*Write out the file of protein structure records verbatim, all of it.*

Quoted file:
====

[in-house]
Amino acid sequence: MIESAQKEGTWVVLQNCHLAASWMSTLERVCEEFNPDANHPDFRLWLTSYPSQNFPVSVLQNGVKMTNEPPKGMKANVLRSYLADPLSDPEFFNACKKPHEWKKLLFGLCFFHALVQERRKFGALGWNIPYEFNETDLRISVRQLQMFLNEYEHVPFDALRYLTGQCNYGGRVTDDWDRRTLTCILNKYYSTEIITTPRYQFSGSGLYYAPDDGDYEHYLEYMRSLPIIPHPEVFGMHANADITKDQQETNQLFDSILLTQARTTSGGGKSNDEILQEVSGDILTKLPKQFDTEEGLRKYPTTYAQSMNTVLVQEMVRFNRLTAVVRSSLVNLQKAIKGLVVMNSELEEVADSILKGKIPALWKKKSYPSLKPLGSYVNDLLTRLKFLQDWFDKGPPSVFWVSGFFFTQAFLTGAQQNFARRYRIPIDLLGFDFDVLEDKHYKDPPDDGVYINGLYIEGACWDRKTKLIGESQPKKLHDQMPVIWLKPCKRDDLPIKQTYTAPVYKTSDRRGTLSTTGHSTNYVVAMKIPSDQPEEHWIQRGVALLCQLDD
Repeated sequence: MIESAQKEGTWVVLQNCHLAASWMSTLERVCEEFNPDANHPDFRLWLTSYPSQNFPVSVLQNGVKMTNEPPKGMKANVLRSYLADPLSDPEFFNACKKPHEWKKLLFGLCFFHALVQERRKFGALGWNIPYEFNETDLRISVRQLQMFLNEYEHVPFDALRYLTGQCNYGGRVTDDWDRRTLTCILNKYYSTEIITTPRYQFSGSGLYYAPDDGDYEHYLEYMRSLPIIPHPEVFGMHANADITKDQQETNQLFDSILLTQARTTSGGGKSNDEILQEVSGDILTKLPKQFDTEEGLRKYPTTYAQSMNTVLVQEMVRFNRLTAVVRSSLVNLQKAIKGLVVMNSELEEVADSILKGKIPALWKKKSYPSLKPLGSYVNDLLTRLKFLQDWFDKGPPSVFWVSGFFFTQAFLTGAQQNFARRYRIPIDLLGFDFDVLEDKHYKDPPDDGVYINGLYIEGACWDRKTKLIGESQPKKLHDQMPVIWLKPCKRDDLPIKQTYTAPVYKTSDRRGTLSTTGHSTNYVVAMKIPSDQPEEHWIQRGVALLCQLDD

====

[in-house]
Amino acid sequence: MIESAQKEGTWVVLQNCHLAASWMSTLERVCEEFNPDANHPDFRLWLTSYPSQNFPVSVLQNGVKMTNEPPKGMKANVLRSYLADPLSDPEFFNACKKPHEWKKLLFGLCFFHALVQERRKFGALGWNIPYEFNETDLRISVRQLQMFLNEYEHVPFDALRYLTGQCNYGGRVTDDWDRRTLTCILNKYYSTEIITTPRYQFSGSGLYYAPDDGDYEHYLEYMRSLPIIPHPEVFGMHANADITKDQQETNQLFDSILLTQARTTSGGGKSNDEILQEVSGDILTKLPKQFDTEEGLRKYPTTYAQSMNTVLVQEMVRFNRLTAVVRSSLVNLQKAIKGLVVMNSELEEVADSILKGKIPALWKKKSYPSLKPLGSYVNDLLTRLKFLQDWFDKGPPSVFWVSGFFFTQAFLTGAQQNFARRYRIPIDLLGFDFDVLEDKHYKDPPDDGVYINGLYIEGACWDRKTKLIGESQPKKLHDQMPVIWLKPCKRDDLPIKQTYTAPVYKTSDRRGTLSTTGHSTNYVVAMKIPSDQPEEHWIQRGVALLCQLDD
Repeated sequence: MIESAQKEGTWVVLQNCHLAASWMSTLERVCEEFNPDANHPDFRLWLTSYPSQNFPVSVLQNGVKMTNEPPKGMKANVLRSYLADPLSDPEFFNACKKPHEWKKLLFGLCFFHALVQERRKFGALGWNIPYEFNETDLRISVRQLQMFLNEYEHVPFDALRYLTGQCNYGGRVTDDWDRRTLTCILNKYYSTEIITTPRYQFSGSGLYYAPDDGDYEHYLEYMRSLPIIPHPEVFGMHANADITKDQQETNQLFDSILLTQARTTSGGGKSNDEILQEVSGDILTKLPKQFDTEEGLRKYPTTYAQSMNTVLVQEMVRFNRLTAVVRSSLVNLQKAIKGLVVMNSELEEVADSILKGKIPALWKKKSYPSLKPLGSYVNDLLTRLKFLQDWFDKGPPSVFWVSGFFFTQAFLTGAQQNFARRYRIPIDLLGFDFDVLEDKHYKDPPDDGVYINGLYIEGACWDRKTKLIGESQPKKLHDQMPVIWLKPCKRDDLPIKQTYTAPVYKTSDRRGTLSTTGHSTNYVVAMKIPSDQPEEHWIQRGVALLCQLDD